The rush to donate unwanted items to local charities is on
Typical for the final days of the year, local charities reported brisk traffic Saturday at more than a dozen drop-off sites across the Lowcountry.
Want to donate?
Local charities with locations for drop-offs include:
Goodwill Industries — palmettogoodwill.net
Salvation Army Family Stores — www.salvationarmycarolinas.org
Habitat for Humanity ReStore — www.charlestonhabitat.org/restore.html
Animal Helpers ReTail ReSale Store (for Charleston Animal Society and Pet Helpers) — animalhelpersretail.com
“It is booming over here,” said Tante Brown, manager of the Goodwill store off Glenn McConnell Parkway in West Ashley, at midday. “When we opened at 9 a.m., we had four people in line waiting to donate. Since then it’s been five cars at a time with four people working.”
The ReStore for Sea Island Habitat for Humanity on Johns Island was so busy that the man who answered the phone abruptly said, “It’s busy. Call back next week.” And hung up.
Animal Helpers ReTail Resale Store on Savannah Highway was having a typical stream of donors, steady but not extra busy, according to a clerk who didn’t want to provide his name.
But Goodwill’s Brown and others are bracing for even more donations the next two days for the usual combination of reasons: people making room in closets for new clothes received at Christmas, those preparing for the New Year by cleaning out old stuff and, for the budget conscious, donating in time for the 2012 tax season.
“The last three days of the year are typically very busy,” said Robert Smith, president of Goodwill Industries of Lower South Carolina, a North Charleston-based district that spans from Dillon County to Beaufort County and as far west as Calhoun County.
Though there has been talk of eliminating charitable deductions as part of the “fiscal cliff” negotiations, that wasn’t on people’s radar screens on Saturday.
In fact, Goodwill District Manager Kim Blaney said that, based on her observations, only about 40 percent of donors even ask for a receipt for tax purposes.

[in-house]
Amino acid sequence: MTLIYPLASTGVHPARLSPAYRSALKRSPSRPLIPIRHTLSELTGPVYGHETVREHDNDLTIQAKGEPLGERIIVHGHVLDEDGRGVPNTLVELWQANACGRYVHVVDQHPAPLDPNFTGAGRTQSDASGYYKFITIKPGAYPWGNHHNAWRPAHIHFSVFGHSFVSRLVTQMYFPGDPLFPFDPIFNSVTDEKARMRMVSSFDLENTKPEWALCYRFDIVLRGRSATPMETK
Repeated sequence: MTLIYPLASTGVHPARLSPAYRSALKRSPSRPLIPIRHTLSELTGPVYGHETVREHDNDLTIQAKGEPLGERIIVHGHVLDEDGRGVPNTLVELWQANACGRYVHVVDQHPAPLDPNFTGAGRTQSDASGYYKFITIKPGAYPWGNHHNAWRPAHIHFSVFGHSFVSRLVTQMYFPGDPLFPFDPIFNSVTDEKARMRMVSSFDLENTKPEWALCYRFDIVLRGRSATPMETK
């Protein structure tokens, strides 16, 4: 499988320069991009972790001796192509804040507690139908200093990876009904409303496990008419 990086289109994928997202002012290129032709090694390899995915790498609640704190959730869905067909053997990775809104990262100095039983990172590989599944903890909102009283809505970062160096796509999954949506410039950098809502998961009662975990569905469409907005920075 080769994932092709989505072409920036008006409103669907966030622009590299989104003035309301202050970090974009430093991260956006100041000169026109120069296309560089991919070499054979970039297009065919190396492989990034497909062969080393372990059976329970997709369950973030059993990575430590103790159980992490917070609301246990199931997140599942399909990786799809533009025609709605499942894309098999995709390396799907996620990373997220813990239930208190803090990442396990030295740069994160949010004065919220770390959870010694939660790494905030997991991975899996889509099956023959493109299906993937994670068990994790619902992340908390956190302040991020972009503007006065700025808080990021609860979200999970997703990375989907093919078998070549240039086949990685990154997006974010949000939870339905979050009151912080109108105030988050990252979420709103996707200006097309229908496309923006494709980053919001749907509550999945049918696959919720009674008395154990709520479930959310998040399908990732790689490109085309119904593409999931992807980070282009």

On Saturday, Robert Brame of Mount Pleasant took a receipt Saturday after donating a chest of drawers, but he wasn’t sure he would use it.
“Half the time I lose these things. I always plan to use it (for my taxes), but usually don’t,” said Brame.
Likewise, Ginny Thaxton of Mount Pleasant asks for receipts only when she is donating something of larger value.
“It’s not the reason I donate to Goodwill,” said Thaxton. “I believe in the mission of Goodwill, primarily to provide jobs for people to learn how businesses work and to be a part of a business.”
Goodwill placed 890 people into jobs this year, as well as handed out $400,000 worth of vouchers to those in need for clothes purchases at Goodwill stores, according to Smith.
Like Thaxton, Marla Harvin of Sullivan’s Island was donating some housewares, primarily because she was planning to move to a new house, though she said she drops off items to the Ben Sawyer location about once a month.
Goodwill is preparing to handle the grand finale of 2012 — New Year’s Eve — by having its 40 staffers based at headquarters fan out to the 14 stores in the Charleston tri-county area and 13 others in outlying areas.
As for the fiscal cliff and the possibility of losing charitable deductions, Smith said all charities are concerned.
Tax deductions for charitable gifts “gives people an extra reason to be charitable, but at the end of the day, we’ll still need to focus on making a case as to why we are making a difference in the community.”